More can kicking down the road toward the abyss. Will almost be amusing to witness the world's powerbrokers who are now following the can with their eyes closed,  fall over the edge before dragging us all down with them. The joys of internet access.

Anarkist..

How do banks create liquidity...????    If depositors are withdrawing money..how on earth do banks create liquidity

In a liquidity crisis... it is not a lack of borrowers...  BUT rather,  a lack of lenders.

Cheers  Roelof

Roelof,

Banks create credit simply through the mechanism of the double entry bookkeeping system. For those demanding loans to pay for a house for example, banks simply credit the account of the borrower who then transfers the money into the account of the current owner to effect the transaction. This creates a deposit and the borrower then has a loan contract that he is obliged to honour. For long term savers, they receive a share or margin of the interest that banks charge in exchange for deferring spending and until the maturity date of their debenture arrives.

The role of the Central Bank is to merely monitor the soundness of the banking system and to fulfill the conditions under whatever government agreement they're bound by. The United States has to accomodate two agendas, employment and pricest ability, whilst ours just has to fulfill demand for price stability. Initially after the Douglas reforms of the 1980s and the deregulation of the financial markets, the New Zealand Reserve Bank, followed the precepts of Milton Friedman's monetarism and they themselves admit, attempts to directly control the money supply dismally failed and as soon as it was recognised, they quietly abandoned it in favour of the interest rate targetting policy which is premised on demand, not supply management through the price of credit.

8. Partly because stable relationships never developed between the narrow banking system quantities (PL or settlement cash) and relevant measures of spending or economic activity, the newly-liberalised interest and exchange rates proved to be very volatile.5 ...The absolute level of the settlement cash target was by now recognised as having little or no intrinsic macroeconomic significance. The ability to change the cash target as required gave us all the leverage we needed to influence financial markets. But although we had a powerful lever, and a gradually-emerging specific inflation target, there was no direct or reliable connection between the two, without additional guidance to condition financial market responses.6  

http://www.rbnz.govt.nz/monpol/review/0096178.html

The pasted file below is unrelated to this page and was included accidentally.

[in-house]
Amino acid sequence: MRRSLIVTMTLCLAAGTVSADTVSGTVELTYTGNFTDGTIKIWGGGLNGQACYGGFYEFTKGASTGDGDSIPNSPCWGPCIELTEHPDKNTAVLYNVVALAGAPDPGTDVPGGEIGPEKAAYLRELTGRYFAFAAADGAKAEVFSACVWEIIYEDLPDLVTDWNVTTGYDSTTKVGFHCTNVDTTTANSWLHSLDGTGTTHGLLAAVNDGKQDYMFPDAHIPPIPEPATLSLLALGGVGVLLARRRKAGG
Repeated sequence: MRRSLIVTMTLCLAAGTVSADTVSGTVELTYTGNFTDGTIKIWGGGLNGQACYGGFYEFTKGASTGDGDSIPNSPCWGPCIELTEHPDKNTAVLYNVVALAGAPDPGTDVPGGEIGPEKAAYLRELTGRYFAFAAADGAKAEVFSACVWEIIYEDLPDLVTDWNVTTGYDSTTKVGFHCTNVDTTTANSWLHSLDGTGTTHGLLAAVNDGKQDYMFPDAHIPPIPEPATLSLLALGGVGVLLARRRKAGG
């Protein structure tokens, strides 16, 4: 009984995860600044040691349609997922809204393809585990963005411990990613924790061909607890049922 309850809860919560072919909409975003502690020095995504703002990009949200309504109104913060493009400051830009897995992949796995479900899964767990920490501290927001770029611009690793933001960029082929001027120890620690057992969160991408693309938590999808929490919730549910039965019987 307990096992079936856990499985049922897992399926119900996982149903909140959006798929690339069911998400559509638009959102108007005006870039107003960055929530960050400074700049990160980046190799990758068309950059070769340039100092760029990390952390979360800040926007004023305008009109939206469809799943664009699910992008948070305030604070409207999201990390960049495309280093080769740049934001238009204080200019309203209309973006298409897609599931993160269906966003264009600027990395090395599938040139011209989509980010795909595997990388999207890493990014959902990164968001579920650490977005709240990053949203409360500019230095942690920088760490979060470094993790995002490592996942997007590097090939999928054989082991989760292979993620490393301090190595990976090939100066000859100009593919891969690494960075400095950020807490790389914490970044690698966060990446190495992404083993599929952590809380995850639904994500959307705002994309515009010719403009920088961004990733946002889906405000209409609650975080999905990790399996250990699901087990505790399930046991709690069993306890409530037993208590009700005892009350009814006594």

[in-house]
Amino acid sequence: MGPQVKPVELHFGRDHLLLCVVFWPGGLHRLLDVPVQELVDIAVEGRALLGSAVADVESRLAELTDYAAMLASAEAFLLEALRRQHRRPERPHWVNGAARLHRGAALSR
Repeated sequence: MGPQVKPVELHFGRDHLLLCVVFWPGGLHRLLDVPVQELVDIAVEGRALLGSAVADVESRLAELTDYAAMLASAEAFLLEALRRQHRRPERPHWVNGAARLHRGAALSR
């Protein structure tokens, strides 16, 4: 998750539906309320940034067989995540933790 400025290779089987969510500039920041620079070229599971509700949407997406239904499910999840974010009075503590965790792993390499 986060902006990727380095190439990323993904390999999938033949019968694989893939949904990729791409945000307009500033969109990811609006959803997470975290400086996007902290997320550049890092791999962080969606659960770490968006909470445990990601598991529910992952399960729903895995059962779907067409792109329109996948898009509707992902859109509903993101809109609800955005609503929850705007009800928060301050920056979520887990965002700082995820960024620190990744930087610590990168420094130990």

For a simplified description of how the banking system works, read the Reserve Bank of New Zealand publication below.

http://www.rbnz.govt.nz/research/bulletin/2007_2011/2008mar71_1lawrence.pdf 

Anarkist,

"Banks create credit simply through the mechanism of the double entry bookkeeping system. For those demanding loans to pay for a house for example, banks simply credit the account of the borrower who then transfers the money into the account of the current owner to effect the transaction "

You are partly right..  the banks do credit the acct of the borrower with an electronic entry....lets call it an "IOU"

The depositor takes that "IOU" and transfers it too the acct of the person who he is doing the deal with.

At the end of the day the recieving bank of the "IOU" ...calls it in...   and the Bank who created the IOU has to settle it by  paying over "real money"... they do this thru the payments system.

This where Banks are constrained in creating "IOU"  credit money..   They have to settle their accts thru the payment system of the Central bank....  each day

In aggregate the Banking system can expand the money supply because , only a proportion of the IOU money gets settled each day......  and also this credit money has become accepted as a form of money.

So... u can see that there is are 2 processes going on...  One dealing with 'IOU" credit money and the other dealing with "real money "

Banks get into trouble when they run out of "real money"....   and can't settle their accts.

eg. If a depositor withdraws his money the Bank must settle with "real money"

This is one of the main reasons Central Banks were created in the first place... They are the lenders of last resort  and the only ones who can create "real money"....as opposed to credit money , which banks create.

They are the providers of "Liquidity"... which is just a nice word for creating "real money" ...which they also call highpowered money..... base mony

 "...followed the precepts of Milton Friedman's monetarism and they themselves admit, attempts to directly control the money supply dismally failed and as soon as it was recognised, they quietly abandoned it in favour of the interest rate targetting policy which is premised on demand, not supply management through the price of credit." 

Yes...  and this is the reason we have the Global problems that we have today...  Cental Banks have negligently shown a complete disregard for the Monetary aggregates. ... The insatiable demand for credit and leverage has brought us to our current problems.... Milton Freidman was right...  but like u say , controlling Money supply is very difficult, especially in todays world where money can take different forms ( such as derivatives).